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arithmetic. The ladder steps formula being different this would require a high
level verification similar to \tref{thm:montgomery-ladder-correct}.

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The verification of \eg X448~\cite{cryptoeprint:2015:625,rfc7748} in C would
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require the adaptation of most of the low-level arithmetic (mainly the
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multiplication, carry propagation and reduction).
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Once the correctness and bounds of the basic operations are established,
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reproving the full ladder would make use of our generic definition.
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\subheading{A complete proof.}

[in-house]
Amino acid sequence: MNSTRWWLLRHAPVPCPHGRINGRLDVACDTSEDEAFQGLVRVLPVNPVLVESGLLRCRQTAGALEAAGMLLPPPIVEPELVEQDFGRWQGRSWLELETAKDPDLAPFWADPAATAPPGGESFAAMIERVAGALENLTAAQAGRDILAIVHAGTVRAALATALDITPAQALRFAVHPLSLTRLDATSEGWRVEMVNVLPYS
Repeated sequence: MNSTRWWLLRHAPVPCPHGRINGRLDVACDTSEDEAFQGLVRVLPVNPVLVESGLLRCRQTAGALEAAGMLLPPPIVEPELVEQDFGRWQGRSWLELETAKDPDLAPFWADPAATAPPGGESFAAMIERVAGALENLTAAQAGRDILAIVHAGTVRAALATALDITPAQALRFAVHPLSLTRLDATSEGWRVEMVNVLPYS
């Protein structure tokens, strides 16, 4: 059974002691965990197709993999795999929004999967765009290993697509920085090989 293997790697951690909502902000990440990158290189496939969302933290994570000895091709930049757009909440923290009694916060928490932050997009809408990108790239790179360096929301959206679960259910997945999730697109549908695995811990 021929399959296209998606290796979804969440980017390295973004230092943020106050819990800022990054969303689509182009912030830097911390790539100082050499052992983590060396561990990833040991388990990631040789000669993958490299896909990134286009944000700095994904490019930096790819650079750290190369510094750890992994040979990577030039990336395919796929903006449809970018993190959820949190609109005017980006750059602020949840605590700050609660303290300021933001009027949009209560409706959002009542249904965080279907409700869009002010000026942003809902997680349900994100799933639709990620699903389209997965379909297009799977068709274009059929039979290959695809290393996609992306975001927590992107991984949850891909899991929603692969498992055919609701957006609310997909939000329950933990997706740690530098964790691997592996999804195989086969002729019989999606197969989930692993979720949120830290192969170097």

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We provide a mechanized formal proof of the correctness of the X25519
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implementation in TweetNaCl from C up the mathematical definitions with a single tool.
We first formalized X25519 from RFC~7748~\cite{rfc7748} in Coq.
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We then proved that TweetNaCl's implementation of X25519 matches our formalization.
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In a second step we extended the Coq library for elliptic curves \cite{BartziaS14}
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by Bartzia and Strub to support Montgomery curves.
Using this extension we proved that the X25519 from the RFC matches the
mathematical definitions as given in~\cite[Sec.~2]{Ber06}.
Therefore in addition to proving the mathematical correctness of TweetNaCl,
we also increases the trust of other works such as
\cite{zinzindohoue2017hacl,Erbsen2016SystematicSO} which rely on RFC~7748.